The Ascent of Woman, as I’ve previously written, is a narrative that brings to light the important roles women have played throughout history. Part of episode 2 covers the very first novel. Murasaki Shikibu wrote the Tale of Genji a thousand years ago. Murasaki, though very little is known about her life, including her true identity, is a pioneer both for women and for writers. As the first novelist, she set the historical stage for every novelist that came after her. It’s entirely possible that without Murasaki this avenue of career would be closed to me. I’m sure eventually another novelist would have appeared, but I don’t have a what if machine to play through how history would have gone without her.

Murasaki wrote her famous work at a time when women were essentially confined to their homes with the exception of religious pilgrimages. The focus in this society, at least for the elite, was all about pleasure; music, fine clothing, physical beauty, poetry, etc. and it’s entirely possible that novel writing allowed Murasaki to explore a world that was denied to her in reality.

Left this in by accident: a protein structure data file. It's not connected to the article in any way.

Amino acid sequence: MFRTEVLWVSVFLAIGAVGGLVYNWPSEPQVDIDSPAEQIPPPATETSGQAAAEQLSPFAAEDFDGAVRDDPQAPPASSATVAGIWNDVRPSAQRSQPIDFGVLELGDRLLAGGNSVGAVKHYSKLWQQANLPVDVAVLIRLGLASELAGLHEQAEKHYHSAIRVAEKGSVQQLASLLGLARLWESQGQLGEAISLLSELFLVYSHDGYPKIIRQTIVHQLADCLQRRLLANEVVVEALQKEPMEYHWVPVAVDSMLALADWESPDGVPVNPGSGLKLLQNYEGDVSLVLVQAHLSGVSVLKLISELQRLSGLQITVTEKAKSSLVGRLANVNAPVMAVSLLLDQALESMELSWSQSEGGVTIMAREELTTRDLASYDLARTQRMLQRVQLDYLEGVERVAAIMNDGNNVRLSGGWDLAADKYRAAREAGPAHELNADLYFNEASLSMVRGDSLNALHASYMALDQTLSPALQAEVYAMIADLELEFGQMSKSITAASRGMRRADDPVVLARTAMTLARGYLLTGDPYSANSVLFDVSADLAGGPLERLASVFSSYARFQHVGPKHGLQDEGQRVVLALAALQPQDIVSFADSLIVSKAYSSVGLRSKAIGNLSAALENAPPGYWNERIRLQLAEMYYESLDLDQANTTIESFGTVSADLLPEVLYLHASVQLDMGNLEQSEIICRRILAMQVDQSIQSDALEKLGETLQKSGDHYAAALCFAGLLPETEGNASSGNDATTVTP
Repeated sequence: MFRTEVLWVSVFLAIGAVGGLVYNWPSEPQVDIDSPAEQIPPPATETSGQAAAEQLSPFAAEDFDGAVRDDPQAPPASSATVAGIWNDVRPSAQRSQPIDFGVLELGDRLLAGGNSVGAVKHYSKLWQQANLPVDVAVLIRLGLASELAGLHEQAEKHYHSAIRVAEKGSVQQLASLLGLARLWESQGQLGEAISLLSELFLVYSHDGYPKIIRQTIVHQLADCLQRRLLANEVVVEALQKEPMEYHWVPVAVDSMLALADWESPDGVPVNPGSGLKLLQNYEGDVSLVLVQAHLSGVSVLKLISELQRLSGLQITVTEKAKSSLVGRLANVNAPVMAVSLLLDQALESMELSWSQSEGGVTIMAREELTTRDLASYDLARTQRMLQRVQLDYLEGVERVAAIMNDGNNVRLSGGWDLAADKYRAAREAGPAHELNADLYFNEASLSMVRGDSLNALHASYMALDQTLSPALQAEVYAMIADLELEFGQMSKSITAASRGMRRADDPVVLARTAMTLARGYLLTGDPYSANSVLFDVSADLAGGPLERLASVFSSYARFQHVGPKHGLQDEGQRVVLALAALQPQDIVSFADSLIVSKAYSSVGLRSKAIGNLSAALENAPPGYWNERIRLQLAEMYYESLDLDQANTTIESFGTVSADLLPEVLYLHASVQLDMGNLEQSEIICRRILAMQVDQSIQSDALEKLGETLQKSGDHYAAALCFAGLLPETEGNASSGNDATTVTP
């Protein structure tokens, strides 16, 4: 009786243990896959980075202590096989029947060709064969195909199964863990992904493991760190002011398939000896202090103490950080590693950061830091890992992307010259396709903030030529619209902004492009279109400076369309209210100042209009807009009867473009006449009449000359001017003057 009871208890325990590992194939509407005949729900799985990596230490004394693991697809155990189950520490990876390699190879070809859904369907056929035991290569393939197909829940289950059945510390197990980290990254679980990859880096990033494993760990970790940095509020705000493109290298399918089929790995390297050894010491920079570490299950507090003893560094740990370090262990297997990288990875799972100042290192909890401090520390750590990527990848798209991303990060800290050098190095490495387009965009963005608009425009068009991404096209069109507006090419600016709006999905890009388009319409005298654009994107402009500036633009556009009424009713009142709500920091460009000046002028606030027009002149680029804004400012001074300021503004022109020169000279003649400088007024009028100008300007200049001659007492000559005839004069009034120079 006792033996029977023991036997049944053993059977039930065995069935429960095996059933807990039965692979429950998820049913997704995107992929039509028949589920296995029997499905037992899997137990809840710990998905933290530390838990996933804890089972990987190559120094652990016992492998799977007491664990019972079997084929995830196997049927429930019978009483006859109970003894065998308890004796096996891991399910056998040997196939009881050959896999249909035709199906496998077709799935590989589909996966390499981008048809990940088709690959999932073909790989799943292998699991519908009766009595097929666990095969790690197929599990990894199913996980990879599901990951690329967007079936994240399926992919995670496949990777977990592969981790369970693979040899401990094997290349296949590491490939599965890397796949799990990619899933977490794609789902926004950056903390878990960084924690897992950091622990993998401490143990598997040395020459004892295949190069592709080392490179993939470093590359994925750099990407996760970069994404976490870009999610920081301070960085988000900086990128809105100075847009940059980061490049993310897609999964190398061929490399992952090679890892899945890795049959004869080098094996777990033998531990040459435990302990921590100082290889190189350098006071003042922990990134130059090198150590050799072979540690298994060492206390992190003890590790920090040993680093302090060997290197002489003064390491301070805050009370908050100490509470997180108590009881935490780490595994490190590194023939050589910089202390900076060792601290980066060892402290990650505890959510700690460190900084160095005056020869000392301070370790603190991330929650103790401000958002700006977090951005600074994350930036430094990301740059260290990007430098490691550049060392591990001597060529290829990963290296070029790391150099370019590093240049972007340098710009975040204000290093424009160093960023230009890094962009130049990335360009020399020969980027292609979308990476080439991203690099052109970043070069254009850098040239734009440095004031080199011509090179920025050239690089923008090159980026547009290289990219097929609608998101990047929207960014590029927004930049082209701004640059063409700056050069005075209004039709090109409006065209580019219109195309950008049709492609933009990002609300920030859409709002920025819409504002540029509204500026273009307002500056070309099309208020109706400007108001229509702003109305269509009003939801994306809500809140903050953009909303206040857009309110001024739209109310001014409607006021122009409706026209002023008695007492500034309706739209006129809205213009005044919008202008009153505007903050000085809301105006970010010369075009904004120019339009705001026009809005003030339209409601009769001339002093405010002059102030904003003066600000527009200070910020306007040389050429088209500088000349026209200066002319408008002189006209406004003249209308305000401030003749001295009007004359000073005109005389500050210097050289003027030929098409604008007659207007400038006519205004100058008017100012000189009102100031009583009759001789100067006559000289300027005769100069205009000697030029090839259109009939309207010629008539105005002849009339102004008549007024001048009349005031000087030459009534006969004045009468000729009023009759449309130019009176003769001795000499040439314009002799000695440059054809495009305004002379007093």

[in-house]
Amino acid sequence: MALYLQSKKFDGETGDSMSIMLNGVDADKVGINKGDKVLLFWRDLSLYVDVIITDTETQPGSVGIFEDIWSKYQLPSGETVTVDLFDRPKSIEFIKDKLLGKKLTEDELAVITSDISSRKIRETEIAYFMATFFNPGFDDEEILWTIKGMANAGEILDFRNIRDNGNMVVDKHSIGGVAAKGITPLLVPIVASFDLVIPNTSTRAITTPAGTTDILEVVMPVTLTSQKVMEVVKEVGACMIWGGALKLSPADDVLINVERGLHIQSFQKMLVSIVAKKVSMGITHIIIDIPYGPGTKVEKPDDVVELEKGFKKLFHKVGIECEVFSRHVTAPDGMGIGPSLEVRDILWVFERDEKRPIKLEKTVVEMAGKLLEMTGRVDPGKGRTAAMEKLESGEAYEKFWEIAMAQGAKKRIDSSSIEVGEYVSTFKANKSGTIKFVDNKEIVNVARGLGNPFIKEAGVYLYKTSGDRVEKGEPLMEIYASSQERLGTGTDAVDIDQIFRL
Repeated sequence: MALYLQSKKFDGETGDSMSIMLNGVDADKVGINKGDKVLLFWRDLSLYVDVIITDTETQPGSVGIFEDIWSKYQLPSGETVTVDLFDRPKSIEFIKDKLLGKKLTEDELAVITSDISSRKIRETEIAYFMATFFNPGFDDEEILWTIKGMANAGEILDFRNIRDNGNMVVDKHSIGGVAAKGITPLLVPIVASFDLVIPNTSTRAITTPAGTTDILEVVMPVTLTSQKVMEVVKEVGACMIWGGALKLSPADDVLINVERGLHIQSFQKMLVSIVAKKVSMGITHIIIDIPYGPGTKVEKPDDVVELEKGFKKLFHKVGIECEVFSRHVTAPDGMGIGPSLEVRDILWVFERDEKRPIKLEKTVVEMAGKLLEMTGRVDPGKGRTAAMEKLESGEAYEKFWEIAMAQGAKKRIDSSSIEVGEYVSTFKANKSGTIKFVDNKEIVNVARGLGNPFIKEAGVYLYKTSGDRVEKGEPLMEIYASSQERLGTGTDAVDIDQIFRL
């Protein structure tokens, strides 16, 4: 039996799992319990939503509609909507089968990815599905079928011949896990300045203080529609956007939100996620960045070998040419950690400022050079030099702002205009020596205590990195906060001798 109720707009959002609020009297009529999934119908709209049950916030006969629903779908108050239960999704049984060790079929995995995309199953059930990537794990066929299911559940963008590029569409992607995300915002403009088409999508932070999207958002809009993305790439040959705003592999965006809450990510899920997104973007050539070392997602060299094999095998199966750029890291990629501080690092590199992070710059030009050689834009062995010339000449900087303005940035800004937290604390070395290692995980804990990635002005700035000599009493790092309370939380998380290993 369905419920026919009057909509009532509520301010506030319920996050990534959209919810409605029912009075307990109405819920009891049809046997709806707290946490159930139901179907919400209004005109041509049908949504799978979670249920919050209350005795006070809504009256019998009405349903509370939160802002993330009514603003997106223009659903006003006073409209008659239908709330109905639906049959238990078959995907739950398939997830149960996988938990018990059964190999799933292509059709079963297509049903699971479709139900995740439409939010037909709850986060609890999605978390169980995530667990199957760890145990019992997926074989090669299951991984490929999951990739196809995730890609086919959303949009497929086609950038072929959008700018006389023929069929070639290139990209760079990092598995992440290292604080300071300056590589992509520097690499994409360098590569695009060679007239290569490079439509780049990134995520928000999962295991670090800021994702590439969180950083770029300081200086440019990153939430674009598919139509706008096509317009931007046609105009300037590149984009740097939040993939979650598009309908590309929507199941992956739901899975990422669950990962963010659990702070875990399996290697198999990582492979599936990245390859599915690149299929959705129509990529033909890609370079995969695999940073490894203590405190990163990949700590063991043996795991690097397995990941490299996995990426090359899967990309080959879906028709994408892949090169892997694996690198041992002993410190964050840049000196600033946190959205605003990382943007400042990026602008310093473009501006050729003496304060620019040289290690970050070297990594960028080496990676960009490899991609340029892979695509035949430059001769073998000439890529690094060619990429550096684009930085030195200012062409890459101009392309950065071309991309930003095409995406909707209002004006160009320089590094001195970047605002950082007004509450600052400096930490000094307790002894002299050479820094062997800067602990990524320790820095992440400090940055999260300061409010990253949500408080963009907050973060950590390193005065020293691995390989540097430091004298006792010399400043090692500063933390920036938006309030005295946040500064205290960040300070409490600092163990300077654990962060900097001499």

I haven’t read the Tale of Genji before, it’s a bit of an ambitious read at over 1000 pages, but I’m sure it would be an interesting undertaking. Whether or not you ever read the Tale of Genji, it’s important to recognize the significance of Murasaki’s work in the wider context of literature and women’s contributions to it.

At one point in the episode Dr. Foreman gets to see the inkwell that Murasaki used to pen her novel and it was a really beautiful moment. There’s this sense of connection between Foreman and Murasaki, both writers, apart in the years, but connected through that inkwell and their professions.

So thank you to Murasaki for being a pioneer and thank you to Dr. Foreman for including her in your wonderful tale of women in history.

Thanks for stopping by!


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